Bob Marley & The Wailers

Bob Marley (Feb. 6, 1945 — May 11, 1981) was a Jamaican vocalist, guitarist, and songwriter known internationally as the frontman of Kingston reggae legends The Wailers. He led the band through several iterations over an 18-year period, achieving global fame with a series of albums on Island Records between 1973 and 1978.

Marley co-founded The Wailers in 1963 with Bunny Wailer and Peter Tosh. The act released a string of ska-soul singles on Wail ‘N Soul ‘M and other labels during the mid-to-late 1960s, culminating with two albums on Upsetter in 1970 and 1971. 

The Wailers members: Bob Marley (guitar, vocals), Bunny Wailer (vocals, percussion, 1963-74), Peter Tosh (vocals, guitar, 1963-74), Beverley Kelso (vocals, 1963-65), Junior Braithwaite (vocals, 1963-65), Cherry Green (vocals, 1963-65), Constantine “Vision” Walker (backing vocals, 1966-67), Aston “Family Man” Barrett (bass, 1969-81), Carlton Barrett (drums, 1969-81), Rita Marley (backing vocals) Marcia Griffiths (backing vocals, 1974-81), Judy Mowatt (backing vocals, 1974-81), Al Anderson (lead guitar, 1974-75, 1978-81), Junior Marvin (lead guitar, vocals, 1977-81), Earl Lindo (keyboards, percussion, vocals, 1973-74, 1978-81), Tyrone “Organ D” Downie (keyboards, percussion, vocals, 1975-81), Alvin “Seeco” Patterson (percussion, 1974-81)

He was born Robert Nesta Marley on February 6, 1945, in Nine Mile, Saint Ann Parish, Jamaica to Norval Sinclair Marley (1885–1955) and Cedella (née Malcolm, 1926–2008). Norval — originally from Crowborough, East Sussex, England with Syrian Jewish ancestry — was 60 years Bob’s senior. He died at age 70 when Marley was 10. Cedella was a Jamaican singer and writer who would later author two books about her son.

As a child in Nine Mile, Marley befriended Neville Livingston (b. 1947), who adopted the name Bunny Wailer. They played music together at Stepney Primary. Cedella started seeing Thadeus Livingston (Bunny’s father) and they had a daughter, Claudette Pearl, Bob and Bunny’s mutual half-sister. The Marley’s and Livingston’s settled in Trenchtown, where the boys listened to local ska music and American R&B via US radio.

Marley and Wailer formed a vocal group with fellow Trenchtown youth Beverley Kelso, Junior Braithwaite, and Peter Tosh. They rehearsed near the residence of Joe Higgs of the popular vocal duo Higgs and Wilson. Higgs became their harmony coach and taught Marley how to play guitar.

By 1962, Marley (guitar), Tosh (keyboards), and Wailer (percussion), formed the instrumental core of the Teenagers with Braithwaite on vocals and Kelso and Cherry Smith on backing vocals. They went through several name changes (the Wailing Rudeboys, the Wailing Wailers) before settling on the Wailers.

Apart from the band, Marley cut a 1962 single with Kingston producer Leslie Kong: “Judge Not” (b/w “Do You Still Love Me?”), released on Beverley’s Records with backing by the label’s house band, Beverley’s Allstars. Another track, “One Cup of Coffee,” appeared on the back of a 1963 Ernest Ranglin single.

In 1963, the Wailers caught the ear of Clement Dodd, founder of Coxsone Records, who produced their first single “Simmer Down” (b/w “I Don’t Need (Your Love)”), a Jamaican #1 hit in February 1964. It was recorded at Studio One with backing by the Skatalites. Between 1964 and 1967, the Wailers issued 19 further singles on Coxsone.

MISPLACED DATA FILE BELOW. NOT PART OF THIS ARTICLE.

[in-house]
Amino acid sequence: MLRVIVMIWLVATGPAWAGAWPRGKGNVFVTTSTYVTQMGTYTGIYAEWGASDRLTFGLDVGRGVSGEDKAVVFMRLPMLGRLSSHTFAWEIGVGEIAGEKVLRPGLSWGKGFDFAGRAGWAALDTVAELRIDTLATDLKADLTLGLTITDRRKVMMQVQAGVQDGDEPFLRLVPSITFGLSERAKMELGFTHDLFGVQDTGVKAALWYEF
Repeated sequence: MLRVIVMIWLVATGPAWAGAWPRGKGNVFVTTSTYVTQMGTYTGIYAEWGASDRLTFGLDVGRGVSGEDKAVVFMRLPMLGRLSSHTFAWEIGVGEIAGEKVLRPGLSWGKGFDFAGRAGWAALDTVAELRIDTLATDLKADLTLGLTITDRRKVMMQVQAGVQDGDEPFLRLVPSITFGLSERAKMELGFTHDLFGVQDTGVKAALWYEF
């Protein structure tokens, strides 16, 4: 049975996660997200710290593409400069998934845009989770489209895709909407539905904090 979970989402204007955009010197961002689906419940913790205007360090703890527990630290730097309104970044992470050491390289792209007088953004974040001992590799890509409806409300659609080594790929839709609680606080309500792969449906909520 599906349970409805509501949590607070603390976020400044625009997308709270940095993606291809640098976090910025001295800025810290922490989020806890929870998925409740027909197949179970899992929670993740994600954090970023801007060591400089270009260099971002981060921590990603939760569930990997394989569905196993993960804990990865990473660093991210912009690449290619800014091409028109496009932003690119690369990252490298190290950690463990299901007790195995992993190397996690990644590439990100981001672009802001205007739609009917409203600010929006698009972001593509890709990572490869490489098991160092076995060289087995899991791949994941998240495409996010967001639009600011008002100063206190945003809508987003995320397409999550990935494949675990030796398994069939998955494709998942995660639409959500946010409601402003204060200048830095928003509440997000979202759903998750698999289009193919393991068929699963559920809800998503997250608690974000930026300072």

By 1966, the Wailers slimmed to the trio of Marley, Tosh, and Wailer. Their first album, The Wailing Wailers, appeared that year on the Studio One label. That same year, they founded the rocksteady label Wail N Soul M.

Meanwhile, Marley mentored the Soulettes, a vocal trio that included Rita Anderson, his soon-to-be wife. In 1968, they flew to the Bronx, where Marley cut a number of US-friendly sides with songwriter Jimmy Norman, including “Gonna Get You” and “Stay With Me.” That October, they had their first child, Ziggy Marley.

During the late ’60s, Marley converted to Rastafari and grew his hair into dreadlocks. The Wailers broke with Dodd and linked with producer Lee “Scratch” Perry and his studio band the Upsetters. As ska gave way to reggae, the Wailers slowed their tempos and adopted more guitar-based arrangements, as heard on the 1970/71 Wailers albums Soul Rebels and Soul Revolution Part II, both issued on Upsetter.

The Wailers made another international contact in American soul singer Johnny Nash, who adopted the rocksteady beat on his singles “Hold Me Tight” and “Stir It Up,” a Marley-penned Wailers cover. In 1971, Marley and Nash co-composed the music to the Swedish romance film Want So Much to Believe, in which Nash stars as Robert. The following year, the Wailers and Nash did a joint tour of the UK.

While there, the Wailers arranged a meeting with Island Records head Chris Blackwell to discuss royalties on his release of their material in the UK market. Instead, he offered them an advance for a new album.


  • Soul Rebels (1970)
  • Soul Revolution (1971)
  • Upsetter Revelusion Rhythm (1971)
  • Catch a Fire (1973)
  • Burnin’ (1973)
  • Natty Dread (1974)
  • Live! (1975)
  • Rastaman Vibration (1976)
  • Exodus (1977)
  • Kaya (1978)
  • Babylon by Bus (1978)
  • Survival (1979)
  • Uprising (1980)
  • Chances Are (1981, recorded 1968–1972)
  • Confrontation (1983)


  • Discogs: Bob Marley

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